Thromboelastography-Guided Blood Component Use in Patients With Cirrhosis With Nonvariceal Bleeding: A Randomized Controlled Trial

Department of Hepatology and Liver Transplantation. Department of Transfusion Medicine. Department of Critical Care Medicine. Department of Pathology. Department of Clinical Research. Department of Biostatistics, Institute of Liver & Biliary Sciences, New Delhi, India.

Hepatology (Baltimore, Md.). 2019
Thromboelastography (TEG) provides a more comprehensive global coagulation assessment than routine tests (international normalized ratio [INR] and platelet [PLT] count), and its use may avoid unnecessary blood component transfusion in patients with advanced cirrhosis and significant coagulopathy who have nonvariceal upper gastrointestinal (GI) bleeding. A total of 96 patients with significant coagulopathy (defined in this study as INR >1.8 and/or PLT count <50 x 10(9) /L) and nonvariceal upper GI bleed (diagnosed after doing upper gastrointestinal endoscopy [UGIE], which showed ongoing bleed from a nonvariceal source) were randomly allocated to TEG-guided transfusion strategy (TEG group; n = 49) or standard-of-care (SOC) group (n = 47). In the TEG group, only 26.5% patients were transfused with all three blood components (fresh frozen plasma [FFP], PLTs, and cryoprecipitate) versus 87.2% in the SOC group (P < 0.001). Whereas 7 (14.3%) patients in the TEG group received no blood component transfusion, there were no such patients in the SOC group (P = 0.012). Also, there was a significantly lower use of blood components (FFP, PLTs, and cryoprecipitate) in the TEG group compared to the SOC group. Failure to control bleed, failure to prevent rebleeds, and mortality between the two groups were similar. CONCLUSION In patients with advanced cirrhosis with coagulopathy and nonvariceal upper GI bleeding, TEG-guided transfusion strategy leads to a significantly lower use of blood components compared to SOC (transfusion guided by INR and PLT count), without an increase in failure to control bleed, failure to prevent rebleed, and mortality.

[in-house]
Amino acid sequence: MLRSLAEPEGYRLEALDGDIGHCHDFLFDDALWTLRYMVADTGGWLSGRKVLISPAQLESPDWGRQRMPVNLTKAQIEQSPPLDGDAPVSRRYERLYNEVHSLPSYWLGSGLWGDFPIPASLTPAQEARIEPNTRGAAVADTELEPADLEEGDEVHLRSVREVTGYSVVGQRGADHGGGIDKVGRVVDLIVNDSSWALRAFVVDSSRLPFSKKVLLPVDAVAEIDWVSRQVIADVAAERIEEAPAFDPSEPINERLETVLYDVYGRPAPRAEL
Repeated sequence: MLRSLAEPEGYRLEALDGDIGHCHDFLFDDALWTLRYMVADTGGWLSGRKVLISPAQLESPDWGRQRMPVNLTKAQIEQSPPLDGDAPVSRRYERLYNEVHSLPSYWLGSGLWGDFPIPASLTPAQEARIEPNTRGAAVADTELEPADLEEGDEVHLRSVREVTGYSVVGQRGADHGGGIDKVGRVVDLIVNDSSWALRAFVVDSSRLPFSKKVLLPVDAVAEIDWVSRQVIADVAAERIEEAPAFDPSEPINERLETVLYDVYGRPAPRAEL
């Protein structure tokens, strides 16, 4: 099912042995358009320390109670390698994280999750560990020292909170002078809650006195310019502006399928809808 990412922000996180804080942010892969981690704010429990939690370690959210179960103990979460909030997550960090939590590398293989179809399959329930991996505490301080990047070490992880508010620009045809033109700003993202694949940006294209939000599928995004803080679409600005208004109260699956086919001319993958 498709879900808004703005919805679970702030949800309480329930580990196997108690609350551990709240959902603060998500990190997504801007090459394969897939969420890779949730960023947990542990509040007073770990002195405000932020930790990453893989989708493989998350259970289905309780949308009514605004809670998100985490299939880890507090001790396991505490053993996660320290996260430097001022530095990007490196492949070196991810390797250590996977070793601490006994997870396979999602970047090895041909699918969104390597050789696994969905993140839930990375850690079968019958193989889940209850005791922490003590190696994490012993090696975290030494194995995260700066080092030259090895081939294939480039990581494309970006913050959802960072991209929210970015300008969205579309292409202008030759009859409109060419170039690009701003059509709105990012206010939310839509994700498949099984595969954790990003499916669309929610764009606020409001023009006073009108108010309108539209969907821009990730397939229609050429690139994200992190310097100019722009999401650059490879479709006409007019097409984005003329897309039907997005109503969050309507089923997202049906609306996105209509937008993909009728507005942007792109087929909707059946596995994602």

Study details
Language : eng
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